Gulf Island Building. - Project Showcase - Page 122 - DIY Chatroom Home Improvement Forum


Go Back   DIY Chatroom Home Improvement Forum > DIY Repair > Project Showcase

CLICK HERE AND JOIN OUR COMMUNITY TODAY...IT'S FREE!

Reply
 
Thread Tools Display Modes
Old 07-21-2010, 11:47 PM   #1816
Member
 
cocobolo's Avatar
 
Join Date: Dec 2008
Location: North Shuswap, B.C., Canada
Posts: 6,771
Rewards Points: 2,280
Default

Gulf Island Building.


Next step will be to dismantle this lot, after I put identifying marks all over the place. Then glue up the first small section. I expect any problems will show up there, so I hope I will be ready to deal with them.

What you see here represents about 1/3 of the final width of the railing.

Whatever I am short of with the cedar that is already cut I will cover with some choice 17' long clear cedar I have been hiding for just such an emergency!

Advertisement

cocobolo is offline   Reply With Quote
The Following User Says Thank You to cocobolo For This Useful Post:
BigJim (07-22-2010)
Old 07-21-2010, 11:50 PM   #1817
Member
 
cocobolo's Avatar
 
Join Date: Dec 2008
Location: North Shuswap, B.C., Canada
Posts: 6,771
Rewards Points: 2,280
Default

Gulf Island Building.


Quote:
Originally Posted by Bud Cline View Post
Keith, I feel so sorry for you...




...having to work under those conditions every day. How do you endure?
Bud, you have no idea how many times I keep asking myself that same question every day.

I just go for a swim!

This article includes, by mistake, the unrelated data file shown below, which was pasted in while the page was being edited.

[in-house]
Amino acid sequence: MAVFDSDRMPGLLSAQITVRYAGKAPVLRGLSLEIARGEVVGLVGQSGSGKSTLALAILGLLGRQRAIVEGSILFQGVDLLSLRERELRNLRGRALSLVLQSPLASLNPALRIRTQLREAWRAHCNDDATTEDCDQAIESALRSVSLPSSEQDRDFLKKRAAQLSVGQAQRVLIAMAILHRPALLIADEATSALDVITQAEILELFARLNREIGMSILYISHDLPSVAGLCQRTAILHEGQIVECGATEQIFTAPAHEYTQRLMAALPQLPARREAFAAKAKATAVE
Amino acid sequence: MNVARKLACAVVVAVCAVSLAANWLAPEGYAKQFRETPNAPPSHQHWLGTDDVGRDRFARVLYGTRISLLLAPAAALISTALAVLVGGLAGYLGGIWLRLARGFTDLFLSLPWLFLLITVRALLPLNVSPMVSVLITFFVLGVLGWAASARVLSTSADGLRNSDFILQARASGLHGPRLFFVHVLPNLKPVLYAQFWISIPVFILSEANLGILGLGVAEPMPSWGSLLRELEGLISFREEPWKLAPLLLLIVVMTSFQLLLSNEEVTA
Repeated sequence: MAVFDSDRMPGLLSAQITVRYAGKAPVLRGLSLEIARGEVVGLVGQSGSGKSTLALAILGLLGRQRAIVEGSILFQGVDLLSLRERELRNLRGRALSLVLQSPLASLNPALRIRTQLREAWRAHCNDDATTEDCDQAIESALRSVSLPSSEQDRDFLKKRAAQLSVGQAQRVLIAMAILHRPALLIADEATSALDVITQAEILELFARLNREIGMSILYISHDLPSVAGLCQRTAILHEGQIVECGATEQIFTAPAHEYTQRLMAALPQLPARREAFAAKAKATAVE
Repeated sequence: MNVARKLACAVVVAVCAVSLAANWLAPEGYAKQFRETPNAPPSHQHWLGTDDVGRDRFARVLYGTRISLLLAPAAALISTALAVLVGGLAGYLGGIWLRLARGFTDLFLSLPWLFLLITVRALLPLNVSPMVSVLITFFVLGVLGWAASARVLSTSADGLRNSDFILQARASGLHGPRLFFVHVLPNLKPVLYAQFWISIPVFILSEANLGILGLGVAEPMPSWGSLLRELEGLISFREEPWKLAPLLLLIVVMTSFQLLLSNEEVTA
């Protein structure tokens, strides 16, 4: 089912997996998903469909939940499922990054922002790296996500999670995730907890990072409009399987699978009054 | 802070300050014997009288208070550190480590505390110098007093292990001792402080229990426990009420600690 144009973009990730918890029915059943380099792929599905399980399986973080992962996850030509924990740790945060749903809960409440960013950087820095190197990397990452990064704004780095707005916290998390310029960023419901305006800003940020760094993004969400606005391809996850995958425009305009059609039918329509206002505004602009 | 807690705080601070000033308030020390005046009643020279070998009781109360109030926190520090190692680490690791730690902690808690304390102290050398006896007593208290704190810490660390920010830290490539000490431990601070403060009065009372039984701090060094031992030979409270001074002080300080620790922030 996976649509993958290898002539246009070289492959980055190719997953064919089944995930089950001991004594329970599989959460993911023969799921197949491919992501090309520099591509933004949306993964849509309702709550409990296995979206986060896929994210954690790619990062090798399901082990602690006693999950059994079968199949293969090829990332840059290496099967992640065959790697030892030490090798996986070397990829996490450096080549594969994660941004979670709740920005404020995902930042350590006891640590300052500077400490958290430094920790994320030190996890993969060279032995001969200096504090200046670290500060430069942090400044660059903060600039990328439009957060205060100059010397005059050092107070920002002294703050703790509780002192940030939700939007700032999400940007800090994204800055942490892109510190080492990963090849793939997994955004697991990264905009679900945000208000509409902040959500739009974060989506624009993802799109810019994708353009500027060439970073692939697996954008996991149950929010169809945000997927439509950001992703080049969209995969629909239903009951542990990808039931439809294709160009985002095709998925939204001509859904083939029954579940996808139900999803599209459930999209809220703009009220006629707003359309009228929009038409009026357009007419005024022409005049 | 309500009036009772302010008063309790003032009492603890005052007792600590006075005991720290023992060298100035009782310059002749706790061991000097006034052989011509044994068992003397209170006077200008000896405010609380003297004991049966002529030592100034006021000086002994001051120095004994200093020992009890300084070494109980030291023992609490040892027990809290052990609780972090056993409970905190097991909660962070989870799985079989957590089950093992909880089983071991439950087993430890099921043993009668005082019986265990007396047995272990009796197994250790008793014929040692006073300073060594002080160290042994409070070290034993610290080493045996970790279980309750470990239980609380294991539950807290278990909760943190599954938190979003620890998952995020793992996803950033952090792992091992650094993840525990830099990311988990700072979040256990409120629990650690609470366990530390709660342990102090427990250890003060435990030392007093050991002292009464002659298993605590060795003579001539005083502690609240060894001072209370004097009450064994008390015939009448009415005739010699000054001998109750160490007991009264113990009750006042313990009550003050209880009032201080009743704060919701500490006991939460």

And if I'm lucky, there will be some bikini clad (or not) babes there!
cocobolo is offline   Reply With Quote
Old 07-22-2010, 12:26 AM   #1818
Ole Wood Worker

 
BigJim's Avatar
 
Join Date: Sep 2008
Location: Lookout Valley, Chattanooga, Tennessee
Posts: 7,872
Rewards Points: 2,836
Blog Entries: 1
Default

Gulf Island Building.


Wow, I see what you mean about doing some head scratching now. That is one looooong rail and for one person doing what you are doing is unreal. I hope you got some real slow setting glue.

That view is fantastic, there is no way I could leave that.
BigJim is online now   Reply With Quote
Old 07-22-2010, 01:07 AM   #1819
Member
 
cocobolo's Avatar
 
Join Date: Dec 2008
Location: North Shuswap, B.C., Canada
Posts: 6,771
Rewards Points: 2,280
Default

Gulf Island Building.


Quote:
Originally Posted by jiju1943 View Post
Wow, I see what you mean about doing some head scratching now. That is one looooong rail and for one person doing what you are doing is unreal. I hope you got some real slow setting glue.

That view is fantastic, there is no way I could leave that.
Actually, the glue I use works opposite to how epoxy works. On the one hand that's good, but on the other it causes trouble.